24.02.1996

By KIT MUI

Ringing In Sunday Mornings At Lowell

NEWS FOR THE WEEKEND

The solemnly melodic sound of the Lowell House bells, rung at 1 p.m. every Sunday, should be familiar to students and Cambridge residents who live near the river houses or the Yard.

Some, frustrated by the loud interruptions to Sunday naps, jokingly complain that the reverberations must reach as far as the Quad.

To Jamie Knox '97, one of the four Lowell residents who pull the ropes of the bells, the little-known privilege is also an effort to preserve one of the best audible traditions at Harvard.

«[My blockmates and I] did it a few times last year, and we enjoyed it a lot,» says Knox, who since September has shared the duty with Brian R. Blais '97, Michael A. Cress '97 and Rolland W. Ho '97.

«It’s a cool tradition,» Knox says.

The set of 15 bronze bells was later given to Lowell House by an alum, who acquired them from a Ukrainian monastery earlier this century.

They were originally intended for a similar bell tower in Eliot.

Traditionally a reminder of Sunday brunches, the bells are also rung at special events, such as house dinners and Halloween, when they’re are struck 13 times.

In the past, house residents took turns ringing the 15 bells at the top of the Lowell tower.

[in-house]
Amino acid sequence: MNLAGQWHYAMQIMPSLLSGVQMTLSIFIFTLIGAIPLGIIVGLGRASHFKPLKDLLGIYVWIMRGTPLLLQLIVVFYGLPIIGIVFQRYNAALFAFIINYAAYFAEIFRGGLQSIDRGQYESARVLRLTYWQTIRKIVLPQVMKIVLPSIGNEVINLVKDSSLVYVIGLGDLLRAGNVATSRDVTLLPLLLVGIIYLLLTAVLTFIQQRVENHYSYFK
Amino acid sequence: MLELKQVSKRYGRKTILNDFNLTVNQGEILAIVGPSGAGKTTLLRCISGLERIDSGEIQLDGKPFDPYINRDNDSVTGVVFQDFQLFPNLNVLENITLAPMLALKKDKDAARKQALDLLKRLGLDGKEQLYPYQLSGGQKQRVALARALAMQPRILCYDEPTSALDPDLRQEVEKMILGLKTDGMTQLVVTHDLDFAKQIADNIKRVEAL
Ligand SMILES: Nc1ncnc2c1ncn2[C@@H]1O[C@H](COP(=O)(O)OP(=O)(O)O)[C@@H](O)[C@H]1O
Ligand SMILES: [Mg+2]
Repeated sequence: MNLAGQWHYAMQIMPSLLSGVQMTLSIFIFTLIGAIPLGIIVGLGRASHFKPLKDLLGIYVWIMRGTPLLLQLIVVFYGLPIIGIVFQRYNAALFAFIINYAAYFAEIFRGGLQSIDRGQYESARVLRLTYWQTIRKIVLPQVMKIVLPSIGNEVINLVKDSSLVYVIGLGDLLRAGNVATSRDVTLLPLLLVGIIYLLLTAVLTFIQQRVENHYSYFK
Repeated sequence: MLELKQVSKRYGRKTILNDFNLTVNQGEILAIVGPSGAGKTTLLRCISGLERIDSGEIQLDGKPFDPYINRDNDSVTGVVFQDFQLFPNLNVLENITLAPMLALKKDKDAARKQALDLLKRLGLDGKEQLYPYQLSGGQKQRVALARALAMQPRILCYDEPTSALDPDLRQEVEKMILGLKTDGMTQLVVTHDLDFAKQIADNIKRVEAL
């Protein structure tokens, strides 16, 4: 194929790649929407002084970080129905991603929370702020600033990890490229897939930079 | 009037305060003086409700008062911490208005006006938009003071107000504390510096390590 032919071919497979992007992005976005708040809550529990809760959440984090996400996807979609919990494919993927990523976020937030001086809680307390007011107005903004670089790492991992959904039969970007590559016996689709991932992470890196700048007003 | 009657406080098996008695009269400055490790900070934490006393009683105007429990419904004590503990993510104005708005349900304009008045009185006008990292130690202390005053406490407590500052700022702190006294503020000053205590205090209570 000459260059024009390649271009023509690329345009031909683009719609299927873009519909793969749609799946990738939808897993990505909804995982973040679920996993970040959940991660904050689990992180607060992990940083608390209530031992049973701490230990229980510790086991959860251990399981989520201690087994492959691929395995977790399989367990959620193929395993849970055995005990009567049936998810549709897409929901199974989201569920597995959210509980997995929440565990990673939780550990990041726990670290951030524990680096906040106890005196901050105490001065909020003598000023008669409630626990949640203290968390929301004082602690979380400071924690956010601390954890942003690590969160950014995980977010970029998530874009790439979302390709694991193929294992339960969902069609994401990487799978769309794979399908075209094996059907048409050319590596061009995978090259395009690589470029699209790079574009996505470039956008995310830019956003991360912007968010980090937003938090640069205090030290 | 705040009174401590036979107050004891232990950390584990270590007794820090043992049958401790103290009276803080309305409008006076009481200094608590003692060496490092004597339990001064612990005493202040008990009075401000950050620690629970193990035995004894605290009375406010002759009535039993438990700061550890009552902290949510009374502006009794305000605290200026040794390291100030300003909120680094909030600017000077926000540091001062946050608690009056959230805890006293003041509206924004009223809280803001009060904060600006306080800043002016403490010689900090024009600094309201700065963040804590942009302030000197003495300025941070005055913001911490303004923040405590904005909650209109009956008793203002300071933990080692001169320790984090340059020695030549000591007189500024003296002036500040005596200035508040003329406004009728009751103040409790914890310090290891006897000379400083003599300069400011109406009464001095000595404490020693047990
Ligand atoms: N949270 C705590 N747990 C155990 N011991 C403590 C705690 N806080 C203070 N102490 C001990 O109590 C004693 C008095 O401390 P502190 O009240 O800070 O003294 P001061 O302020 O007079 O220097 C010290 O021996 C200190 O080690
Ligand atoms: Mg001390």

The bell ringer has never been an official position in the house, and Knox says there was no selection process for bell ringers.

This flexibility makes the bell tower a bit more accessible than it perhaps ought to be.

«Lots of people have keys to the bells,» says Knox, noting that previous bell ringers have allegedly distributed copies of the key to many students in the house. Drinking parties in the tower are the stuff of campus legends.

Students are welcome to simply show up at the tower pulpit if they want to wake up hundreds of grudging residents.

In fact, the blockmates say they would be happy to show anyone interested the right way to rock the Lowell bells.

«No one did the ringing the first two weeks of school so we just went to the house masters,» Knox says.

Ever since the four became the official bell ringers of Lowell, they have never missed a Sunday at the bells. They begin at 1, and the ringing stops by 1:15 p.m.

The 15-minute limit is no arbitrary choice. According to Knox, a Cambridge ordinance restricts the duration of public bell-ringing.

The limit may have been imposed by annoyed Cantabrigians.

Although the bell ringing tradition is a source of pride for Lowell residents, not everyone is enthusiastic about having an alarm many times louder than even residents in distant Wigglesworth would like.

«Some people are annoyed by [the bells’] atonal sound,» says Benjamin Brown '98, a Lowell House resident. «You can understand people getting a little bit cranky waking up to [the bells] after a late night.»

One might expect those living in the room directly under the bells to be the most disgruntled, but luckily, Knox and his roommates occupy that space.

Despite complaints and whining from Saturday night partiers, Brown says he wouldn’t mind trying the bell ringing some quiet Sunday morning.

«I definitely want to do it before I leave here,» he says. «It’s one of those quirky things about Harvard you shouldn’t miss.»

Source: The Harvard Crimson Online

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